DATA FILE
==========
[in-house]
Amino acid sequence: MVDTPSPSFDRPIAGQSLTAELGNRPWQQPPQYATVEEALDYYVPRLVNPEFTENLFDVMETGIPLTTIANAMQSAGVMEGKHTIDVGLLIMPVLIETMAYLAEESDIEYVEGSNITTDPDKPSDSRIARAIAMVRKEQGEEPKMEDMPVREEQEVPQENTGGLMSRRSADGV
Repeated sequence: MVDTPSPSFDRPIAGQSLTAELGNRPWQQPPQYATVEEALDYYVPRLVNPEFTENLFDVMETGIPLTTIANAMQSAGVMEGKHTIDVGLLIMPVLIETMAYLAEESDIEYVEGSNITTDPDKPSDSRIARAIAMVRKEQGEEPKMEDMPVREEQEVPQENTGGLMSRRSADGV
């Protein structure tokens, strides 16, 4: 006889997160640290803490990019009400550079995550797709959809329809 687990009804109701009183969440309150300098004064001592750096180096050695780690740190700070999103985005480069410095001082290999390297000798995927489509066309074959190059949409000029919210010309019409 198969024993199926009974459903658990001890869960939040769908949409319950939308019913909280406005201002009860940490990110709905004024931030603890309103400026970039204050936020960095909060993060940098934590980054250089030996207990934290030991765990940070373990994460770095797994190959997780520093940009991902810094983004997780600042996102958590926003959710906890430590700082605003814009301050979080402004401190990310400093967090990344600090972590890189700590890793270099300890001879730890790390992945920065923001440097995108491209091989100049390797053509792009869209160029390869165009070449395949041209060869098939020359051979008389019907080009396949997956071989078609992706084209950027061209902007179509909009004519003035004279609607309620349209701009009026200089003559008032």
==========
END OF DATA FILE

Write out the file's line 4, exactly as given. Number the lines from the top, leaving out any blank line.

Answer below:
């Protein structure tokens, strides 16, 4: 006889997160640290803490990019009400550079995550797709959809329809 687990009804109701009183969440309150300098004064001592750096180096050695780690740190700070999103985005480069410095001082290999390297000798995927489509066309074959190059949409000029919210010309019409 198969024993199926009974459903658990001890869960939040769908949409319950939308019913909280406005201002009860940490990110709905004024931030603890309103400026970039204050936020960095909060993060940098934590980054250089030996207990934290030991765990940070373990994460770095797994190959997780520093940009991902810094983004997780600042996102958590926003959710906890430590700082605003814009301050979080402004401190990310400093967090990344600090972590890189700590890793270099300890001879730890790390992945920065923001440097995108491209091989100049390797053509792009869209160029390869165009070449395949041209060869098939020359051979008389019907080009396949997956071989078609992706084209950027061209902007179509909009004519003035004279609607309620349209701009009026200089003559008032």